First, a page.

Hyaluronic acid-based fillers are a type of dermal filler used to restore volume loss in the face – the most common names you may know them by are Restalyn and Juvederm.
Hyaluronic acid is a naturally occurring sugar in the body whose main purpose is to bind to water and provide hydration (which is why you find it so often in serums and gels for topical application) and lubrication (for optimal movement in joints and muscles). In fact, prior to its application in cosmetic settings, hyaluronic acid was primarily studied (and used) in orthopedic and ophthalmological settings!
Fun HA fact: one molecule of hyaluronic acid can hold up to one-thousand times its weight in water (see why it’s a hydration supermolecule?!).
Even though HA is found nearly everywhere in the body, the bulk of it is in our skin – about 50%, to be exact. Collagen, elastin, and HA are what contribute to plump, healthy skin – but it’s actually the HA that feeds the other two the hydration they need!
How do hyaluronic acid fillers help skin?
As we age, the body loses its ability to keep hyaluronic acid at the same concentration it once was – as HA levels decrease, so does firmness and overall hydration, which leads to an increase in wrinkles. By supporting the skin with hyaluronic acid filler injections, we restore the moisture necessary for youthful, firmer skin.
Hyaluronic acid provides moisture while also providing a space filler between all the collagen fibers already existing, which promotes the growth of new collagen – think of it like a scaffold of support for your body’s natural collagen to grow around. The result: more youthful, plump, and glowing skin!
How do we know HA is safe?
Hyaluronic acid was discovered in cow’s tissue in the 1930s but flew under the radar until the 1960s when scientists found HA in high concentrations of additional tissues throughout the body – specifically in relation to its role in tissue repair. By the 1980s, HA was being used to treat skin lesions, maintain moisture in the eyes during ophthalmological surgeries, and contribute to joint lubrication in orthopedic surgeries. In the late 1980s and early 1990s, HA was being used especially for athletes to recover from injuries faster!
The 1990s was when fillers started to boom (especially overseas), but 2003 is when the FDA officially approved the first hyaluronic acid filler. Regardless, we know that at this point, it’s been used for over 40 years in the body – with (usually) only positive (and at the worst, benign) effects.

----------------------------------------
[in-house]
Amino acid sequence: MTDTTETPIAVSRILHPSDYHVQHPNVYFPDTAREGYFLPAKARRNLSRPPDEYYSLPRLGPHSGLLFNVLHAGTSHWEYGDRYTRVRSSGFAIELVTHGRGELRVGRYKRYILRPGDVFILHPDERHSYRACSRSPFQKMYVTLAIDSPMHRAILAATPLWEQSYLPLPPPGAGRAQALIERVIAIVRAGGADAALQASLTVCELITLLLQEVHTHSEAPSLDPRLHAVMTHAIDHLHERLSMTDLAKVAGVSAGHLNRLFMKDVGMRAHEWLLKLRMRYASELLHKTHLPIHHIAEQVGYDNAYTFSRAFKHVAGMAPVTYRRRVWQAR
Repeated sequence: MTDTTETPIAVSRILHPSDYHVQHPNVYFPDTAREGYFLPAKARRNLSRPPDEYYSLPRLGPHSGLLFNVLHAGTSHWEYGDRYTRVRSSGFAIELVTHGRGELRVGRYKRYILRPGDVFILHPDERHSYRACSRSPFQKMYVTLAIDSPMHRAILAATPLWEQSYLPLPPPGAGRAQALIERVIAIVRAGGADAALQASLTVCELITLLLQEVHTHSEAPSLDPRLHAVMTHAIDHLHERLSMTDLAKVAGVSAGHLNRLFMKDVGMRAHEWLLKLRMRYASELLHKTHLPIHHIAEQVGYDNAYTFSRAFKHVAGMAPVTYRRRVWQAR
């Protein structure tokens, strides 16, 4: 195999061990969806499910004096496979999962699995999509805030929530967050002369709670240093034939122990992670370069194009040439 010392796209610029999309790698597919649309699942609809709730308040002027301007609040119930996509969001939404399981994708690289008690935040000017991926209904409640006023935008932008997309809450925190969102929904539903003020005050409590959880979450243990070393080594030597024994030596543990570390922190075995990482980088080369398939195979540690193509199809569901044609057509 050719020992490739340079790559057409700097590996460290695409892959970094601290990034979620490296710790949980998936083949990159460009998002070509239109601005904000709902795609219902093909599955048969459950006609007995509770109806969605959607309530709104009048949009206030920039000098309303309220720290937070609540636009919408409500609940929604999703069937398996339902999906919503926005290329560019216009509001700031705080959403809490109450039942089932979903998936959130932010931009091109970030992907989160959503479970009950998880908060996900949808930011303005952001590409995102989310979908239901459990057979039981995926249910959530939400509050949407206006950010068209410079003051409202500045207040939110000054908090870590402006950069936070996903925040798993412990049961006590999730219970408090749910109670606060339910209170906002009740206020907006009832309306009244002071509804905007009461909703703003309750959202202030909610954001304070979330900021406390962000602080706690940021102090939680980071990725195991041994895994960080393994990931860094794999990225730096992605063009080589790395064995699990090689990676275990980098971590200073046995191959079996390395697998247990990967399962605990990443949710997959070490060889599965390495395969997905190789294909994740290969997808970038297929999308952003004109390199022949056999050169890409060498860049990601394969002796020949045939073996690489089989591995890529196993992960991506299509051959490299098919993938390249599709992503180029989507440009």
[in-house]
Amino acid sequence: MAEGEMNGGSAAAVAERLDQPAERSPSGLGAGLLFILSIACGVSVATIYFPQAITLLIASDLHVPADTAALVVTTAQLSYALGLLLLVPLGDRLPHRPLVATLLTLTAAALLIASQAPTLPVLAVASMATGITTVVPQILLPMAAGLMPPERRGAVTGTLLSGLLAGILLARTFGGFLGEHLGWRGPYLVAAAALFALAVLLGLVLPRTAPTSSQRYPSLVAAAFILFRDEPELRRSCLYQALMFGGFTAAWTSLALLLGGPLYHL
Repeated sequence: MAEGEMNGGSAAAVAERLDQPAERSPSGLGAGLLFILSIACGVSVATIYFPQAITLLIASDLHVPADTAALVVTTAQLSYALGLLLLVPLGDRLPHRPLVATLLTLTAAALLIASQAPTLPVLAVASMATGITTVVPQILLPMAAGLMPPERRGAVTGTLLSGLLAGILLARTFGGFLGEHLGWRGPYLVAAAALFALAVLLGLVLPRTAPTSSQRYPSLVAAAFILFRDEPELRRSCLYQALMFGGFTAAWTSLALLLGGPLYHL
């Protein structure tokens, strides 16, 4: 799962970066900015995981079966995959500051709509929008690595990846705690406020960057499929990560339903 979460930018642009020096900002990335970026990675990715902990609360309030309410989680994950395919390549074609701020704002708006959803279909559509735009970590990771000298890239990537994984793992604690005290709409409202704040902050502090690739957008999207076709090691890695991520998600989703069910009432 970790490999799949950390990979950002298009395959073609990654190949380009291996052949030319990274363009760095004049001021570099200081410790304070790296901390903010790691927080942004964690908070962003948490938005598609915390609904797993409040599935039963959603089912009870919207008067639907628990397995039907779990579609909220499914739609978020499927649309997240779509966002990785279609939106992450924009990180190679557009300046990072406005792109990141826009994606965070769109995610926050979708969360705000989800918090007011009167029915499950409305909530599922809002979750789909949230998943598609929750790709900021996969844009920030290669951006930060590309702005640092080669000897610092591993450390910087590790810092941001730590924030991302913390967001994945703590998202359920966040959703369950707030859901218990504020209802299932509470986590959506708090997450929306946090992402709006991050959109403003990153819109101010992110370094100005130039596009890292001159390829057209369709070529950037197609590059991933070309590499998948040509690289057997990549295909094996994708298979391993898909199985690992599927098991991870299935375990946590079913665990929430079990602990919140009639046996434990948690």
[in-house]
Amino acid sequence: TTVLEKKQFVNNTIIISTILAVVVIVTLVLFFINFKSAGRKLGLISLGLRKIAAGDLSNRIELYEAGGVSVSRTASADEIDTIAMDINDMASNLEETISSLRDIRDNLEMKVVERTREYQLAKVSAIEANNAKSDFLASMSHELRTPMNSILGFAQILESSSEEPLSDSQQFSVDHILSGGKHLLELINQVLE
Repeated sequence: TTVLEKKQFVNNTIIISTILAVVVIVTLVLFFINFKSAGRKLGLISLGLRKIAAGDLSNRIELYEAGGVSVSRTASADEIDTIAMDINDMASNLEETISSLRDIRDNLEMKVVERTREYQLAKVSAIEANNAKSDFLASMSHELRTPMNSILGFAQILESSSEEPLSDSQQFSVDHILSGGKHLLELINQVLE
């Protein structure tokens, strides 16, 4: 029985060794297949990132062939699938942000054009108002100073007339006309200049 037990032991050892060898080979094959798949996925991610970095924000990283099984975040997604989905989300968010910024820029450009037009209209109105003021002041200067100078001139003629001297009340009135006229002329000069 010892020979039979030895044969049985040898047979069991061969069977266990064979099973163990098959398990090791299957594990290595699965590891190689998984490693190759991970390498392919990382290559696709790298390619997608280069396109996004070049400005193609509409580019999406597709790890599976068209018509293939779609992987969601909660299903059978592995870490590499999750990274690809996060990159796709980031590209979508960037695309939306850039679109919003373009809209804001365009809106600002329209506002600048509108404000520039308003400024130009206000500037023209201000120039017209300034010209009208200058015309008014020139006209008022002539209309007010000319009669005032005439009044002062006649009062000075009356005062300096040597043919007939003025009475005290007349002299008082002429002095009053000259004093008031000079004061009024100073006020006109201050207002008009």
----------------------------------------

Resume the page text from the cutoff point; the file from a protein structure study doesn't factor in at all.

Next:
What is hyaluronic acid best for?
Hyaluronic acid injections are best in places that were once plump but require a little more “oomph;”
- Fine lines around the mouth
- Nasolabial folds (the lines that look like parenthesis from your nose to the corners of your lips)
- Marionette lines (the lines that start at the corners of your lips and extend to the chin/jawline)
- Backs of hands (yep, it’s not just for the face!)
- Eye bags and tear ducts
Hyaluronic acid fillers come in many viscosity types; for example, if you are wanting to plump up your under-eye bags, you want a more viscous solution so that your bags don’t end up being puffy or lumpy; conversely, if you’re seeking cheek or lip plumping, you want a “stiffer” gel for buoyancy and/or sculpting.
Aside from hyaluronic being naturally occurring in the body, it’s also one of the only fillers that is totally reversible! If you’re unhappy with the results, your doctor can inject hyaluronidase, an enzyme that nearly immediately breaks up all the hyaluronic acid (and it’s completely safe). That’s why HA is so popular as a recommendation among dermatologists and cosmetic doctors alike – it provides a “safe” space for filler experimentation to see if the patient will be satisfied with the appearance.
Keep in mind: HA injections last anywhere from 6 months to 2 years, depending on the brand/type used, and the person! Every body (and everybody’s skin) varies, so there is no way for your doctor to give you an exact window to how long they will last.
If you’re thinking of hyaluronic fillers – or any other kind – give us a call today at the Skin Cancer and Cosmetic Surgery Center of NJ (SCCSNJ)